Japan in a bipolar world: an introduction

Part of the St Antony’s Series book series


The 50th Anniversary of the signing of the Sino-Soviet Alliance went unnoticed in most Asian capitals. This included Tokyo, where ironically the Russian Foreign Minister, Igor Ivanov, was concluding an official visit. In February 1950, however, all eyes had focused upon Moscow, where Josef Stalin and Mao Zedong were concluding a 30-year pact to unite the strategic ‘heartland of Eurasia’.1 A ‘Communist bloc’ now stretched from Berlin to Beijing. Little more than a decade later, however, as the outside world watched in astonishment, this ‘eternal and indestructible’ alliance slowly crumbled under the weight of its internal contradictions.2


Foreign Policy Security Treaty Japanese Policy Communist Bloc Japanese Politics 
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  1. 1.
    The treaty was actually signed by Foreign Ministers Zhou Enlai and A. Ia. Vyshinskii. A. Doak Barnett, Communist China and Asia (1960) New York: 375.Google Scholar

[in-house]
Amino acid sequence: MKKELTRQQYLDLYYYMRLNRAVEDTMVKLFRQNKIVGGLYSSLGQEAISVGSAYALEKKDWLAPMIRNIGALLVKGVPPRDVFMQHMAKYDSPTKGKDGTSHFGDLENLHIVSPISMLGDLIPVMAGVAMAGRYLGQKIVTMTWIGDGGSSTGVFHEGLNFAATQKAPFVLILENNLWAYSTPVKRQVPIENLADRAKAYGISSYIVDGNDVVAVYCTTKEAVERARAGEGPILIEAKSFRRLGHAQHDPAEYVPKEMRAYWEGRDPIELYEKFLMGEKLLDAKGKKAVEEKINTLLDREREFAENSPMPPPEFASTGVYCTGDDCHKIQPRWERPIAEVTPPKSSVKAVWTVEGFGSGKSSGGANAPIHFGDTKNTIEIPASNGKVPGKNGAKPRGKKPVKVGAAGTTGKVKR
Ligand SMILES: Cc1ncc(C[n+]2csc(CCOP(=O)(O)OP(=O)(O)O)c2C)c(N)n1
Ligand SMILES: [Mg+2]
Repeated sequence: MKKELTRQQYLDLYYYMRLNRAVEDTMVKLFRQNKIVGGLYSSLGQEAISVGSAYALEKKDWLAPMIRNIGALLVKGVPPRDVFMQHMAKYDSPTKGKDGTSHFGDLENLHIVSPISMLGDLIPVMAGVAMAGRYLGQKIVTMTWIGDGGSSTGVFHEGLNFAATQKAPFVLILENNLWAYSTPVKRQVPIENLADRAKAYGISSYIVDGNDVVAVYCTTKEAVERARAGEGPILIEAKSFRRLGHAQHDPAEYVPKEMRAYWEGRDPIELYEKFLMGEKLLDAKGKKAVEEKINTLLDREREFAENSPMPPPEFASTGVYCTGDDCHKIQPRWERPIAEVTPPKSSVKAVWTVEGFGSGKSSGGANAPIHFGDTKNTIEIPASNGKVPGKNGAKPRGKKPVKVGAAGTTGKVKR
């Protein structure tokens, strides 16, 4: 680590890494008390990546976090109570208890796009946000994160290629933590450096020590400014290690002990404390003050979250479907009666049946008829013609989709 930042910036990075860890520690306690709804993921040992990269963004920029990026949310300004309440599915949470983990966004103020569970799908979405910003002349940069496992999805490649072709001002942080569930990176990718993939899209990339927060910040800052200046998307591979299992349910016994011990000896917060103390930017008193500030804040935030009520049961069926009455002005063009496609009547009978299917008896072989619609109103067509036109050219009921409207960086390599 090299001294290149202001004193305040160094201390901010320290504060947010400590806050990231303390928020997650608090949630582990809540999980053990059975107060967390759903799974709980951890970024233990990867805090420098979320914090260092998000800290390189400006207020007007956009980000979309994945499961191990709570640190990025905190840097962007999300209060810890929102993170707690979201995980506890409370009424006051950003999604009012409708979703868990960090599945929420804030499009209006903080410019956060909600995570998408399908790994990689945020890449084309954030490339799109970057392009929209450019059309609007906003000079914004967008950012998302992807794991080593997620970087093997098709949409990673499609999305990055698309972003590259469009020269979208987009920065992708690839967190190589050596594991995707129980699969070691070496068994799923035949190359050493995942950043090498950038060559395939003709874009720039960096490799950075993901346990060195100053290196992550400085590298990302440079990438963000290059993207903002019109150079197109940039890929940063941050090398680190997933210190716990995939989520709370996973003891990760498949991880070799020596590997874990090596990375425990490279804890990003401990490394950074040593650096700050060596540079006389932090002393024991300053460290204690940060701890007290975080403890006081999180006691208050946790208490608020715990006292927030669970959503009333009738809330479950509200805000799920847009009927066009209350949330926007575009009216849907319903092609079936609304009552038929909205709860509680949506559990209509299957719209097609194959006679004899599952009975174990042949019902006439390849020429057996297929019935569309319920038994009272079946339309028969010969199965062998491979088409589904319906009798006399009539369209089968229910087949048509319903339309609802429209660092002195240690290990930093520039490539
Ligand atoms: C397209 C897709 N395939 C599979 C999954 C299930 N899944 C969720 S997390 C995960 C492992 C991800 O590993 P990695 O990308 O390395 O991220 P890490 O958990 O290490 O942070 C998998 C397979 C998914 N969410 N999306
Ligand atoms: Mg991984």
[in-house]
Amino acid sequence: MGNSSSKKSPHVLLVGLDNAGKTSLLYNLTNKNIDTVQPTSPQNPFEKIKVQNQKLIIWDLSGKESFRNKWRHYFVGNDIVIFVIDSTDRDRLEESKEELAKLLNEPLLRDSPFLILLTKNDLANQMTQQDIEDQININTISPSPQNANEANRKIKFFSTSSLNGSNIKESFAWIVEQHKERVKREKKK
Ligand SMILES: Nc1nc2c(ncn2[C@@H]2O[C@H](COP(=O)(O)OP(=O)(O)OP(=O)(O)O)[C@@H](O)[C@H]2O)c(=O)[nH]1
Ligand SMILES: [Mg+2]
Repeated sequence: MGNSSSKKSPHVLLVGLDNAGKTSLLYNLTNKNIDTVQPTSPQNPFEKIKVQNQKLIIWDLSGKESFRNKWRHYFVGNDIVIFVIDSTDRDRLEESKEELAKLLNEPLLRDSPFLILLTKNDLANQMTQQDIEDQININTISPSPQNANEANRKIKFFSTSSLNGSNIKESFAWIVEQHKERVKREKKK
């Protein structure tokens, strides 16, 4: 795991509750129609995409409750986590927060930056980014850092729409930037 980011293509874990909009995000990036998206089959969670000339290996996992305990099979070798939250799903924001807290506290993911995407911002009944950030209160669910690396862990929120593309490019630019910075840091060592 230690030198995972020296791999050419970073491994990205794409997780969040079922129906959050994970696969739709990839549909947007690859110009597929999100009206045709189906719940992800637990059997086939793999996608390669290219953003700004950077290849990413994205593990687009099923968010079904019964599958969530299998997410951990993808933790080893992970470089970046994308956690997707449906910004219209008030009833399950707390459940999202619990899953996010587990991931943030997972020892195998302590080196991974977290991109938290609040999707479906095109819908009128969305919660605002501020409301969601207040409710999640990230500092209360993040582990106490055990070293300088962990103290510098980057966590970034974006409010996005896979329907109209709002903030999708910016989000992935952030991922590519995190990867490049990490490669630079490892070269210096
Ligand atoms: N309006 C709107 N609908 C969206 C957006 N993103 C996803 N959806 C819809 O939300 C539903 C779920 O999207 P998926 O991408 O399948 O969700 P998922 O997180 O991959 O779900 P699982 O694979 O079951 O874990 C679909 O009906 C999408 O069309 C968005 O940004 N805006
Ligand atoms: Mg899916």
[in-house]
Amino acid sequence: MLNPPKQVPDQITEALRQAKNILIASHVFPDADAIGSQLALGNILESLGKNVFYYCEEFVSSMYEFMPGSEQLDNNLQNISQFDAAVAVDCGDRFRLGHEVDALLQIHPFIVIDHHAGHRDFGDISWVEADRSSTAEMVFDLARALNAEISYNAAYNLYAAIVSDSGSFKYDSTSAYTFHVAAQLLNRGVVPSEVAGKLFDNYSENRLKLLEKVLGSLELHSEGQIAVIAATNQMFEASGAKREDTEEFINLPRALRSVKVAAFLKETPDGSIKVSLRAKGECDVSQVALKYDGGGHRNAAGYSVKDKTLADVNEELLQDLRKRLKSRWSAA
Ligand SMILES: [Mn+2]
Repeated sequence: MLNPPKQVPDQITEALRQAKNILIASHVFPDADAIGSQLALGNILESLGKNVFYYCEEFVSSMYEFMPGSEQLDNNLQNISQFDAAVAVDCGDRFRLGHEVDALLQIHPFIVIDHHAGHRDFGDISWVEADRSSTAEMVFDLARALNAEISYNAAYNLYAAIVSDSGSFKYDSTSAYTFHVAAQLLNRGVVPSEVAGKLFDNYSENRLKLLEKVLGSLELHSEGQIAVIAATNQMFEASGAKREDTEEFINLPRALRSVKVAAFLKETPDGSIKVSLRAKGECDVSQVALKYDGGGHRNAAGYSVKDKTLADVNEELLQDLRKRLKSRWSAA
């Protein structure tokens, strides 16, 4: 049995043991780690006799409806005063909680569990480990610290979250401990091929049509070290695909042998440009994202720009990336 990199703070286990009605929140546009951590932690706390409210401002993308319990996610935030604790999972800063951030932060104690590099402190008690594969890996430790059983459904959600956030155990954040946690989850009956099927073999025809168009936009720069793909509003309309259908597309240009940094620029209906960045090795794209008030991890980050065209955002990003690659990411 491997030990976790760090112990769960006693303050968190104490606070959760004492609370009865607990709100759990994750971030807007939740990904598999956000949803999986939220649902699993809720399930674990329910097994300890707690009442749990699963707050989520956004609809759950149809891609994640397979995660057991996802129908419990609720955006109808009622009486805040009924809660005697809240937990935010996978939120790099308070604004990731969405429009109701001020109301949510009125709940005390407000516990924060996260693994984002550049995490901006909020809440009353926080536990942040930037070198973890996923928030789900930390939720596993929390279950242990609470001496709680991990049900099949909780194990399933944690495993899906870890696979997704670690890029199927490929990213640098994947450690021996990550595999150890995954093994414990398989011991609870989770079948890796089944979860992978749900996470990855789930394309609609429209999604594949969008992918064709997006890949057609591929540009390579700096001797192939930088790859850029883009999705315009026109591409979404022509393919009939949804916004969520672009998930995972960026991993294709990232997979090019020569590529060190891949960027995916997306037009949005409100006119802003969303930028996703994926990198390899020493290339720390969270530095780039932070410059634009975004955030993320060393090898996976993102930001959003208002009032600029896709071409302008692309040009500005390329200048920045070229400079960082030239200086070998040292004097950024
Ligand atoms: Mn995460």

2. 2.
    The phrase is from Mao Zedong’s speech on 17 February 1950, as he was about to depart from Moscow. Stuart Schram, Mao Tse-tung (1966) Harmondsworth: 256.Google Scholar
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    John Gaddis, We Now Know: Rethinking Cold War History (1997) Oxford: 288.Google Scholar
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    Other landmark bilateral agreements included the Treaty of Friendship, 31 May 1924, the Non-Aggression Pact, 31 August 1937, and the Treaty of Friendship and Alliance, 14 August 1945.Google Scholar
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Copyright information

© C. W. Braddick 2004

Authors and Affiliations

  1. 1.Musashi UniversityTokyoJapan

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